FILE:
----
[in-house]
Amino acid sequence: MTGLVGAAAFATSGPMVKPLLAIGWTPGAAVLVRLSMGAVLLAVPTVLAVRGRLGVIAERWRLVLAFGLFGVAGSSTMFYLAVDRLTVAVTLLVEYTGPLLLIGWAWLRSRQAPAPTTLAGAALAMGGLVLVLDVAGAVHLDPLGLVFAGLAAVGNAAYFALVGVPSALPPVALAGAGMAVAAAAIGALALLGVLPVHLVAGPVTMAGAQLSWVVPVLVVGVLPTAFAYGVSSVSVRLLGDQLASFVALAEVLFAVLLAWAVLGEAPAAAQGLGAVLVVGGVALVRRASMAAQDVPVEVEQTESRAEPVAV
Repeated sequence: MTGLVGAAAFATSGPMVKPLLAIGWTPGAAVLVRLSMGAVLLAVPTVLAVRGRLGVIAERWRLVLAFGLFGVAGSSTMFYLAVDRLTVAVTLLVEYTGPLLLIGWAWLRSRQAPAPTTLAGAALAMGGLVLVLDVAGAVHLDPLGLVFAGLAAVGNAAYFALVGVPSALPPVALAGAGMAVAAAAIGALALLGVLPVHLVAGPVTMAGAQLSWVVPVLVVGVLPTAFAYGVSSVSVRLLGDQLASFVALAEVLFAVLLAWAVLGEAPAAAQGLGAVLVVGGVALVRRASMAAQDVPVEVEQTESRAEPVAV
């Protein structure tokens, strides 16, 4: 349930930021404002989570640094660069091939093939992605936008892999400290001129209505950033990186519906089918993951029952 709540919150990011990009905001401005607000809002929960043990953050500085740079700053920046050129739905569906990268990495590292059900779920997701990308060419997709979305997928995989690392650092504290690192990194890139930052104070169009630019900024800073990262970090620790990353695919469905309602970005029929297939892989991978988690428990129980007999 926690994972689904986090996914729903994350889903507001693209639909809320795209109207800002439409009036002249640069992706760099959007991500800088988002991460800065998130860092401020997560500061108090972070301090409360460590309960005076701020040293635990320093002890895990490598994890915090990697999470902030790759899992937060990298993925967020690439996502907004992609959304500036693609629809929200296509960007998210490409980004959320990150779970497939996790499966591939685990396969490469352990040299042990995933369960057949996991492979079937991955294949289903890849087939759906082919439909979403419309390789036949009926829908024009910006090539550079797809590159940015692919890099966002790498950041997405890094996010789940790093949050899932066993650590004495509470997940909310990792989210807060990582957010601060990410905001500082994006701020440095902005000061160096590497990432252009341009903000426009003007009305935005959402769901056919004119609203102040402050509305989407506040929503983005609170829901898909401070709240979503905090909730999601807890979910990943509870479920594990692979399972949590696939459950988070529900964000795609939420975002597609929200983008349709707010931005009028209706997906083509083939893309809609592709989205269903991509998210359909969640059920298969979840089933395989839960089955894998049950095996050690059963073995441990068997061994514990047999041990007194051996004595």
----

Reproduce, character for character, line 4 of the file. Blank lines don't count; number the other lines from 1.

């Protein structure tokens, strides 16, 4: 349930930021404002989570640094660069091939093939992605936008892999400290001129209505950033990186519906089918993951029952 709540919150990011990009905001401005607000809002929960043990953050500085740079700053920046050129739905569906990268990495590292059900779920997701990308060419997709979305997928995989690392650092504290690192990194890139930052104070169009630019900024800073990262970090620790990353695919469905309602970005029929297939892989991978988690428990129980007999 926690994972689904986090996914729903994350889903507001693209639909809320795209109207800002439409009036002249640069992706760099959007991500800088988002991460800065998130860092401020997560500061108090972070301090409360460590309960005076701020040293635990320093002890895990490598994890915090990697999470902030790759899992937060990298993925967020690439996502907004992609959304500036693609629809929200296509960007998210490409980004959320990150779970497939996790499966591939685990396969490469352990040299042990995933369960057949996991492979079937991955294949289903890849087939759906082919439909979403419309390789036949009926829908024009910006090539550079797809590159940015692919890099966002790498950041997405890094996010789940790093949050899932066993650590004495509470997940909310990792989210807060990582957010601060990410905001500082994006701020440095902005000061160096590497990432252009341009903000426009003007009305935005959402769901056919004119609203102040402050509305989407506040929503983005609170829901898909401070709240979503905090909730999601807890979910990943509870479920594990692979399972949590696939459950988070529900964000795609939420975002597609929200983008349709707010931005009028209706997906083509083939893309809609592709989205269903991509998210359909969640059920298969979840089933395989839960089955894998049950095996050690059963073995441990068997061994514990047999041990007194051996004595």